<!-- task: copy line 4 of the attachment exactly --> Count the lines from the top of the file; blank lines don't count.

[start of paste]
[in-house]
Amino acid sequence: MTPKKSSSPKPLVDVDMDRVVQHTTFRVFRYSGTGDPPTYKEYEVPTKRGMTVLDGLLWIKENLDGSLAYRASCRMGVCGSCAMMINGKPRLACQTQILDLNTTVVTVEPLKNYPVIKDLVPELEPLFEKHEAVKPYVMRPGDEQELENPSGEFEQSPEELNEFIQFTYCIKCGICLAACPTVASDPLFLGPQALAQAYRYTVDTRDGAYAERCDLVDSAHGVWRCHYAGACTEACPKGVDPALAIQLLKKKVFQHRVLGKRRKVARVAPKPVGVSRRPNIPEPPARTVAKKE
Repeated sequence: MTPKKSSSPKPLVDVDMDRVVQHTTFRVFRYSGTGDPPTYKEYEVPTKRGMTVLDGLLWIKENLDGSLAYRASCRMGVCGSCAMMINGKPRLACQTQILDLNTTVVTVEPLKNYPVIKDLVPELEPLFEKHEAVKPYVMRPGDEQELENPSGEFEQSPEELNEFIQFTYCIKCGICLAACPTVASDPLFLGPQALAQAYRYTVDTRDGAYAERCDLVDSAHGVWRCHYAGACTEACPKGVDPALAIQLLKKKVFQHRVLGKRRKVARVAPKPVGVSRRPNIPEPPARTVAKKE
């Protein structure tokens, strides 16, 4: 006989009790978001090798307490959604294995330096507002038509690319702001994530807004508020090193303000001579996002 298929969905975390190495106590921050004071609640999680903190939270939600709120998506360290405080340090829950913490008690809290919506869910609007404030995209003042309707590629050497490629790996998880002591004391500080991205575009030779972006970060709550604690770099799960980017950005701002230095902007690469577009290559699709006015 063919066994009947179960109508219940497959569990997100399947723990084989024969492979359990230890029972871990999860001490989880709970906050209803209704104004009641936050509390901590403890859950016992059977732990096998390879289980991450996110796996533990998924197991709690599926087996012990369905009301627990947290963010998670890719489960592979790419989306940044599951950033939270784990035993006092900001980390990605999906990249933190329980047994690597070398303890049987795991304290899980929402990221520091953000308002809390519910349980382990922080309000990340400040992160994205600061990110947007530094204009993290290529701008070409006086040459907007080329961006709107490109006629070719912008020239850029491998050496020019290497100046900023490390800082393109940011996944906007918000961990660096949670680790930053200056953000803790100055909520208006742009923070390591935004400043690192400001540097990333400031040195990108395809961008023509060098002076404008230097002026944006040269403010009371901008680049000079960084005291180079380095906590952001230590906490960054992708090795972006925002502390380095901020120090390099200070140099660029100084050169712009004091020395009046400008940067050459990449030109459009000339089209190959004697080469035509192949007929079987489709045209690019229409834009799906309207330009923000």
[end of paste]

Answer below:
């Protein structure tokens, strides 16, 4: 006989009790978001090798307490959604294995330096507002038509690319702001994530807004508020090193303000001579996002 298929969905975390190495106590921050004071609640999680903190939270939600709120998506360290405080340090829950913490008690809290919506869910609007404030995209003042309707590629050497490629790996998880002591004391500080991205575009030779972006970060709550604690770099799960980017950005701002230095902007690469577009290559699709006015 063919066994009947179960109508219940497959569990997100399947723990084989024969492979359990230890029972871990999860001490989880709970906050209803209704104004009641936050509390901590403890859950016992059977732990096998390879289980991450996110796996533990998924197991709690599926087996012990369905009301627990947290963010998670890719489960592979790419989306940044599951950033939270784990035993006092900001980390990605999906990249933190329980047994690597070398303890049987795991304290899980929402990221520091953000308002809390519910349980382990922080309000990340400040992160994205600061990110947007530094204009993290290529701008070409006086040459907007080329961006709107490109006629070719912008020239850029491998050496020019290497100046900023490390800082393109940011996944906007918000961990660096949670680790930053200056953000803790100055909520208006742009923070390591935004400043690192400001540097990333400031040195990108395809961008023509060098002076404008230097002026944006040269403010009371901008680049000079960084005291180079380095906590952001230590906490960054992708090795972006925002502390380095901020120090390099200070140099660029100084050169712009004091020395009046400008940067050459990449030109459009000339089209190959004697080469035509192949007929079987489709045209690019229409834009799906309207330009923000």